GRENADA - 1983 - The Maurice Bishop government initiated social and economic reforms which benefited the islands poor. President Reagan invaded Grenada just two days after 241 marines were killed in Beirut. He charged that Grenada was building a runway for Soviet bombers and that American medical students lives were endangered. Bishop stated that the airport was being enlarged to allow large tourist planes to land. After American forced defeated the Bishop government, the medical students later said that their lives were never in danger. The United States staged mock elections and completed the runway for tourist planes.


PANAMA - 1989 - Castro was on the CIA payroll for about 10 years. In the early 1980s, he refused to allow Contras to be trained in Panama. President Bush immediately claimed that Noriega conducted fraudulent elections and that he was involved in drug trafficking. American planes bombed homes, killing about 5,000 people in the El Chorillo residential area of Panama City. Noriega was kidnapped and tried" in the United States, while "free elections" were conducted in Panama. Another repressive leader, Endara, was placed in power.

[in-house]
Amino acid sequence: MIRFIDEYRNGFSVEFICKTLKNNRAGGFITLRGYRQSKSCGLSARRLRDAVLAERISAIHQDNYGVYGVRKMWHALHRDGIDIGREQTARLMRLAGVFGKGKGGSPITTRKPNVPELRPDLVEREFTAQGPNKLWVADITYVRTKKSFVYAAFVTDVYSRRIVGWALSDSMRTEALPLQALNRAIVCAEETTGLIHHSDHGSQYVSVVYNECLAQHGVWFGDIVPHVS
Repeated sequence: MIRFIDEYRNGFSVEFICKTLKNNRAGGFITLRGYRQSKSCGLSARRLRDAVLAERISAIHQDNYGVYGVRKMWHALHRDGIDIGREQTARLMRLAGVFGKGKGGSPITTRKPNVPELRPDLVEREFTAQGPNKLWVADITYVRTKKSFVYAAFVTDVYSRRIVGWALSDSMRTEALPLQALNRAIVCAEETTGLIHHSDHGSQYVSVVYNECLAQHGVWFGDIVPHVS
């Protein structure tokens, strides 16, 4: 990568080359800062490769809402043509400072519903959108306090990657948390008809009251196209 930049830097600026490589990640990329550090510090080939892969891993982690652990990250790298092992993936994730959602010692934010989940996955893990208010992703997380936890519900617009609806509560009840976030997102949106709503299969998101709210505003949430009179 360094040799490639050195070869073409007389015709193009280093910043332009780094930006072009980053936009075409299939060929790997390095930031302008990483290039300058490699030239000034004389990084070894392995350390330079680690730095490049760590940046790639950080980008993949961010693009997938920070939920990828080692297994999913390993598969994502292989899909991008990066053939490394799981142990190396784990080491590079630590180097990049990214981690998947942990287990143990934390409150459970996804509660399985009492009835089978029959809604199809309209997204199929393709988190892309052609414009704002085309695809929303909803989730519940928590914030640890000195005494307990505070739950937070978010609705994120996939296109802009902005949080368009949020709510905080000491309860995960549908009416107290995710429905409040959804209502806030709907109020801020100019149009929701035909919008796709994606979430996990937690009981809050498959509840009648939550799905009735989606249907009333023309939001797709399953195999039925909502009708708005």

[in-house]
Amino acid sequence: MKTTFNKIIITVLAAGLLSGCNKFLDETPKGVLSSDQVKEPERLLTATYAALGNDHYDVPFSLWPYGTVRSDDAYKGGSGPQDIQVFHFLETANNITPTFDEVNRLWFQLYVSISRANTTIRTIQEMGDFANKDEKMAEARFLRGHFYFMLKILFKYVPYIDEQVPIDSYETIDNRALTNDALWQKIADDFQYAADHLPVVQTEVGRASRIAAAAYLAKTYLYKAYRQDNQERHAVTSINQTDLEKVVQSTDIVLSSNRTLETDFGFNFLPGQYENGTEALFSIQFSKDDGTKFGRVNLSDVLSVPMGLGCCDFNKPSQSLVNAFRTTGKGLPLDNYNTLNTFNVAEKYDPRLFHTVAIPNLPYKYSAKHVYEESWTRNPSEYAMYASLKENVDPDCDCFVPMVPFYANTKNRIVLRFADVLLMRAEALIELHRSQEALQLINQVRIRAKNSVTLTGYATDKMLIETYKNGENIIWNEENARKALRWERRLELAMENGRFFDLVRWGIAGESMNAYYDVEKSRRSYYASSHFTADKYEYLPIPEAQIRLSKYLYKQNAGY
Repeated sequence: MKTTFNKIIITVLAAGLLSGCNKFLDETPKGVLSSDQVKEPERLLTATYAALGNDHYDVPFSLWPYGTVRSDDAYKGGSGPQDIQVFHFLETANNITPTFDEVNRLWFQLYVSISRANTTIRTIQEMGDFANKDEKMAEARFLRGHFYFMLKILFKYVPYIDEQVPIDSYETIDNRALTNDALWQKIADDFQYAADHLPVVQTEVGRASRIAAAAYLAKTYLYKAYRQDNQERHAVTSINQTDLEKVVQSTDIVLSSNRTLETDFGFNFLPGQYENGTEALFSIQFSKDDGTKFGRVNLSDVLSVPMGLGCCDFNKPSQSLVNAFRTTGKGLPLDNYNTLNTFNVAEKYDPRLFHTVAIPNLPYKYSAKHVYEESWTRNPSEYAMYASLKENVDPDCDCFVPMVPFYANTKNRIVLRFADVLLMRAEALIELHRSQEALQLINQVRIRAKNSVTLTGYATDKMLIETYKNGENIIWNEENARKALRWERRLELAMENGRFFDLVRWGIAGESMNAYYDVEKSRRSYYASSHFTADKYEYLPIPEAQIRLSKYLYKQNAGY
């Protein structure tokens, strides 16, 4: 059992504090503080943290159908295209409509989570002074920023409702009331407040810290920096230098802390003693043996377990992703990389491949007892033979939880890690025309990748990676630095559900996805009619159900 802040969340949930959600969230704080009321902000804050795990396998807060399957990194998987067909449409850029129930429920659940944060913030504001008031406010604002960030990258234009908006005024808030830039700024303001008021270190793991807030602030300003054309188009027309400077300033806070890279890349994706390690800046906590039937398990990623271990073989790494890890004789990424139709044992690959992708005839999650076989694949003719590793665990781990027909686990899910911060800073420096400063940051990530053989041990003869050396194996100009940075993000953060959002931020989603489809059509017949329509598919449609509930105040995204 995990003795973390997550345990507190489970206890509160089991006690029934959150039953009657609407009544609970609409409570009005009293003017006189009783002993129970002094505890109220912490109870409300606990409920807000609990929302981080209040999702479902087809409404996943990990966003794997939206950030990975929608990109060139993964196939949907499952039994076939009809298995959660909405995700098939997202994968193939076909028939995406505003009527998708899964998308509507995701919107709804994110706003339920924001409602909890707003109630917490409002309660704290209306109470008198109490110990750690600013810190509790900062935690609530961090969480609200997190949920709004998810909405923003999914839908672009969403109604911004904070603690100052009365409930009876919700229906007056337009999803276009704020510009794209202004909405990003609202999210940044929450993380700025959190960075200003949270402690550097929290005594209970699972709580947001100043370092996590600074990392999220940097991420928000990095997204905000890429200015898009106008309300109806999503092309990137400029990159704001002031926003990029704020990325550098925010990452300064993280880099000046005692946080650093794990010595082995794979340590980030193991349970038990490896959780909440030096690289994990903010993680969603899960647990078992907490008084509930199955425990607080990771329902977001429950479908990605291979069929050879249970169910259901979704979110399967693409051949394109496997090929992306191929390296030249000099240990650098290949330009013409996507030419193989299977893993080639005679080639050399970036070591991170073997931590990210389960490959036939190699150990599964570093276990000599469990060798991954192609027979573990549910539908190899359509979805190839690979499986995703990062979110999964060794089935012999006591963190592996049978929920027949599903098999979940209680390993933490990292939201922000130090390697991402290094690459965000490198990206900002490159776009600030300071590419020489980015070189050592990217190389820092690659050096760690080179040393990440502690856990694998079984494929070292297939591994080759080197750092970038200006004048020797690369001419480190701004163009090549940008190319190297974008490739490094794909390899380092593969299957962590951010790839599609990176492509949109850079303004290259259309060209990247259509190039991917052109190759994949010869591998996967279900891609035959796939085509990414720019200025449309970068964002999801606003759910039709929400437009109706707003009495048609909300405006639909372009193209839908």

IRAQ AND KUWAIT - 1990-91 - In the 1980s, the United States helped build Saddam Hussein’s war machine -- a scandal known as Iraqgate. Tensions between Iraq and Kuwait was continuing: a border dispute, slant drilling by Kuwait into Iraqi oil fields, ownership over two small islands in the Persian Gulf, and sovereignty over the Shatt al-Arab which empties into the Gulf of Hormuz. After Iraq invaded Kuwait, negotiations between the United States and Hussein failed. President Bush bought the support of several countries in the Arab, and 100,000 people were killed. The United States restored the emir to the throne, and Kuwait continued with its repressive regime.

SOMALIA - 1990s - Warlords controlled most of Somalia. When leading warlord Aidid did not acknowledge the oil rights of four American oil corporations, President Bush sent in American troops for "humanitarian reasons," even though the neighboring countries of Chad and Sudan had worse human rights abuses than did Somalia.